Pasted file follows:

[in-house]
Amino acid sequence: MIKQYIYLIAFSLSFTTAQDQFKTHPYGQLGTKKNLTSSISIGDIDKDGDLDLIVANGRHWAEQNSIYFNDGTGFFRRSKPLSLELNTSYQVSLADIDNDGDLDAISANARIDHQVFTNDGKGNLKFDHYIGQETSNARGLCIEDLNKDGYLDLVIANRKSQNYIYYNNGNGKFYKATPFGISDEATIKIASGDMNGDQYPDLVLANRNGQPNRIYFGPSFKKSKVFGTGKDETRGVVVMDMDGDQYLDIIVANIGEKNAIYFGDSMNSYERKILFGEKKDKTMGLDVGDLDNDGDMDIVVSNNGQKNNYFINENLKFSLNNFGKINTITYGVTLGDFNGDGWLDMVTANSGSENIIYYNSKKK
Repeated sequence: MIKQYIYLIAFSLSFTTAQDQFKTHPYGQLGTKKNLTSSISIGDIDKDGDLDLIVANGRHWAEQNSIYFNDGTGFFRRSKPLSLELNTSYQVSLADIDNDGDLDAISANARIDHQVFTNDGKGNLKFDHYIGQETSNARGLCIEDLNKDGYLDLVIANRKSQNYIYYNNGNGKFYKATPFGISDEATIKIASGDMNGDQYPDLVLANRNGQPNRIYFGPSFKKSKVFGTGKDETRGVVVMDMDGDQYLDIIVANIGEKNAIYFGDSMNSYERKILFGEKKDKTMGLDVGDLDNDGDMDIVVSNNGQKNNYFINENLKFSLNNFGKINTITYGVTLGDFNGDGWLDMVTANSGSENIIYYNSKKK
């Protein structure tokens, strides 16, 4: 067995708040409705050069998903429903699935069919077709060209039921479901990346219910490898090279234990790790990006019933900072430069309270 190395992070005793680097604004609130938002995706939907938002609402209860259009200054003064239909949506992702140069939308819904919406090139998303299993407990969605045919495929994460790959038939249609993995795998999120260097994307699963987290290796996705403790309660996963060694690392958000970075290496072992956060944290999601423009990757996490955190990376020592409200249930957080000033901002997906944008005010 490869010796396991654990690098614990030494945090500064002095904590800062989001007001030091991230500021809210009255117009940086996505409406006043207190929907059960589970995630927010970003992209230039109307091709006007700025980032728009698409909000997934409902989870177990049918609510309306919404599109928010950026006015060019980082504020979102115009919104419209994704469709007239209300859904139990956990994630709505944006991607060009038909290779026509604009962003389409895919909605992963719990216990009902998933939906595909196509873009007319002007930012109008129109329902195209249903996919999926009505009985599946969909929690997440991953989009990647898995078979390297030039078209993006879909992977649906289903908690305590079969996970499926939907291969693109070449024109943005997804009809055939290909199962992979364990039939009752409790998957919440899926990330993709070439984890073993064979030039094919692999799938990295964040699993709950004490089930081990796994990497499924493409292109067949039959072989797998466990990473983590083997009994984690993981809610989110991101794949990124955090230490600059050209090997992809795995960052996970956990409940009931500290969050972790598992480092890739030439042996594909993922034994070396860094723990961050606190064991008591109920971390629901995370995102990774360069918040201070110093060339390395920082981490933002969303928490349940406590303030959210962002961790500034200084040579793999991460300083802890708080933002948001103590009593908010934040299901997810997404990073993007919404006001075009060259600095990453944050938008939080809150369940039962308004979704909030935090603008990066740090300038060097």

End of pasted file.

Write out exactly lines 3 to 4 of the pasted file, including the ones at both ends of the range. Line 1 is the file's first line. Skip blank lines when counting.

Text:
Repeated sequence: MIKQYIYLIAFSLSFTTAQDQFKTHPYGQLGTKKNLTSSISIGDIDKDGDLDLIVANGRHWAEQNSIYFNDGTGFFRRSKPLSLELNTSYQVSLADIDNDGDLDAISANARIDHQVFTNDGKGNLKFDHYIGQETSNARGLCIEDLNKDGYLDLVIANRKSQNYIYYNNGNGKFYKATPFGISDEATIKIASGDMNGDQYPDLVLANRNGQPNRIYFGPSFKKSKVFGTGKDETRGVVVMDMDGDQYLDIIVANIGEKNAIYFGDSMNSYERKILFGEKKDKTMGLDVGDLDNDGDMDIVVSNNGQKNNYFINENLKFSLNNFGKINTITYGVTLGDFNGDGWLDMVTANSGSENIIYYNSKKK
């Protein structure tokens, strides 16, 4: 067995708040409705050069998903429903699935069919077709060209039921479901990346219910490898090279234990790790990006019933900072430069309270 190395992070005793680097604004609130938002995706939907938002609402209860259009200054003064239909949506992702140069939308819904919406090139998303299993407990969605045919495929994460790959038939249609993995795998999120260097994307699963987290290796996705403790309660996963060694690392958000970075290496072992956060944290999601423009990757996490955190990376020592409200249930957080000033901002997906944008005010 490869010796396991654990690098614990030494945090500064002095904590800062989001007001030091991230500021809210009255117009940086996505409406006043207190929907059960589970995630927010970003992209230039109307091709006007700025980032728009698409909000997934409902989870177990049918609510309306919404599109928010950026006015060019980082504020979102115009919104419209994704469709007239209300859904139990956990994630709505944006991607060009038909290779026509604009962003389409895919909605992963719990216990009902998933939906595909196509873009007319002007930012109008129109329902195209249903996919999926009505009985599946969909929690997440991953989009990647898995078979390297030039078209993006879909992977649906289903908690305590079969996970499926939907291969693109070449024109943005997804009809055939290909199962992979364990039939009752409790998957919440899926990330993709070439984890073993064979030039094919692999799938990295964040699993709950004490089930081990796994990497499924493409292109067949039959072989797998466990990473983590083997009994984690993981809610989110991101794949990124955090230490600059050209090997992809795995960052996970956990409940009931500290969050972790598992480092890739030439042996594909993922034994070396860094723990961050606190064991008591109920971390629901995370995102990774360069918040201070110093060339390395920082981490933002969303928490349940406590303030959210962002961790500034200084040579793999991460300083802890708080933002948001103590009593908010934040299901997810997404990073993007919404006001075009060259600095990453944050938008939080809150369940039962308004979704909030935090603008990066740090300038060097």